On Thursday, the New York Times published an op-ed by actress Lupita Nyong’o detailing her own harrowing experience with Harvey Weinstein, who she alleges sexually harassed her on numerous occasions. Nyong’o is the first black women to make public allegations of sexual misconduct against Weinstein. What she describes in the piece is a psychological minefield of professional-seeming interactions that will be familiar to most, if not all women, who work in a male-dominated industry, which is to say, in an industry.
Nyong’o writes that she first encountered Weinstein in 2011, as a student at the Yale School of Drama. They met at an awards ceremony in Berlin and exchanged contacts. Soon after, Weinstein convinced Nyong’o to come to his home for a film screening. He got her into his bedroom under the pretense of having something to show her, at which point he told her he’d like to give her a massage. “I panicked a little and thought quickly to offer to give him one instead,” writes Nyong’o. “It would allow me to be in control physically, to know exactly where his hands were at all times.”
Nyong’o also recounts an incident where Weinstein invited her to a so-called professional dinner, then propositioned her with a slimy, “Let’s cut to the chase. I have a private room upstairs where we can have the rest of the meal.” Nyong’o declined his offer, even after Weinstein made threats about her career.
It’s an insightful piece for more reasons than just Nyong’o’s allegations, and a few of her observations stood out to me in particular. First, that being in a creative industry, “where the intimate is often professional,” led Nyong’o to initially wonder if Weinstein’s request for a massage might have been an acceptable, professional request.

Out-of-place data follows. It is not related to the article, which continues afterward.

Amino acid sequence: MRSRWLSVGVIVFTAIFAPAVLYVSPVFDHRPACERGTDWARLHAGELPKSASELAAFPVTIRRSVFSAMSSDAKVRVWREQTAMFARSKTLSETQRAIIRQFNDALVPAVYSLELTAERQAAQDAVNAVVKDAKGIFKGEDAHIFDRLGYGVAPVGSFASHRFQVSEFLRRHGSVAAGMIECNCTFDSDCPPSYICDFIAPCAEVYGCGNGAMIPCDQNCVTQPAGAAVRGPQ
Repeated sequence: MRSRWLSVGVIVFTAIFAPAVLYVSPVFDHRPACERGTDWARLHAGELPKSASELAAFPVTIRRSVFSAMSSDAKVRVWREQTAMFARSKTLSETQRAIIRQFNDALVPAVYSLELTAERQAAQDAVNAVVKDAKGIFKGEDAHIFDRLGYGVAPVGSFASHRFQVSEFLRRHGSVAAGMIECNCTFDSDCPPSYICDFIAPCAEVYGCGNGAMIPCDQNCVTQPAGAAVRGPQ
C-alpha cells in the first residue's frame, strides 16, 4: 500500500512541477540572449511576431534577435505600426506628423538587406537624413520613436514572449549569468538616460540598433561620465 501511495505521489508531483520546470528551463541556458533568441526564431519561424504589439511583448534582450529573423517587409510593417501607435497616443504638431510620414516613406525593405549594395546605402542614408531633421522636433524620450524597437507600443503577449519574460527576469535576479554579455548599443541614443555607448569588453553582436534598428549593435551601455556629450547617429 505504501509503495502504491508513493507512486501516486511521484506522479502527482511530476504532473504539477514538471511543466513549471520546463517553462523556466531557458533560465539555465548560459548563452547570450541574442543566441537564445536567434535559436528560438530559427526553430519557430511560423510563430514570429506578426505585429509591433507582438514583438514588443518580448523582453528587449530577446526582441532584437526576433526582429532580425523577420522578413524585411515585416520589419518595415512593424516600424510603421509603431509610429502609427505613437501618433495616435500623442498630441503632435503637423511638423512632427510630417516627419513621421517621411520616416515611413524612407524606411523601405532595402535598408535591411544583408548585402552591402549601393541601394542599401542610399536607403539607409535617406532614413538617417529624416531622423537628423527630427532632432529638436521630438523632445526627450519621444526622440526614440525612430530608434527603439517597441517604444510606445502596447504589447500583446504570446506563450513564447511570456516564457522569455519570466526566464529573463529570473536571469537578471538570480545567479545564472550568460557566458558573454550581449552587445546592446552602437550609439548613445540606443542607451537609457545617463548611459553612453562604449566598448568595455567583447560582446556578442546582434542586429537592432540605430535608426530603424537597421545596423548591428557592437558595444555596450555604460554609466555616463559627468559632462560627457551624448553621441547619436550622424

Second, Nyong’o writes movingly about not knowing there were women around her whom she could share her experience with:
“I share all of this now because I know now what I did not know then. I was part of a growing community of women who were secretly dealing with harassment by Harvey Weinstein. But I also did not know that there was a world in which anybody would care about my experience with him. You see, I was entering into a community that Harvey Weinstein had been in, and even shaped, long before I got there. He was one of the first people I met in the industry, and he told me, ‘This is the way it is.’ And wherever I looked, everyone seemed to be bracing themselves and dealing with him, unchallenged. I did not know that things could change. I did not know that anybody wanted things to change. So my survival plan was to avoid Harvey and men like him at all costs, and I did not know that I had allies in this…. I wish I had known that there were women in the business I could have talked to. I wish I had known that there were ears to hear me. That justice could be served.”
Finally, Nyong’o remarks that she believes she hasn’t had another experience like the one with Weinstein, in part, because she chooses projects where women are in positions of power.
Just after Nyong’o’s article was published, actress Tessa Thompson revealed on Twitter that Weinstein asked her to meet him once, but she declined.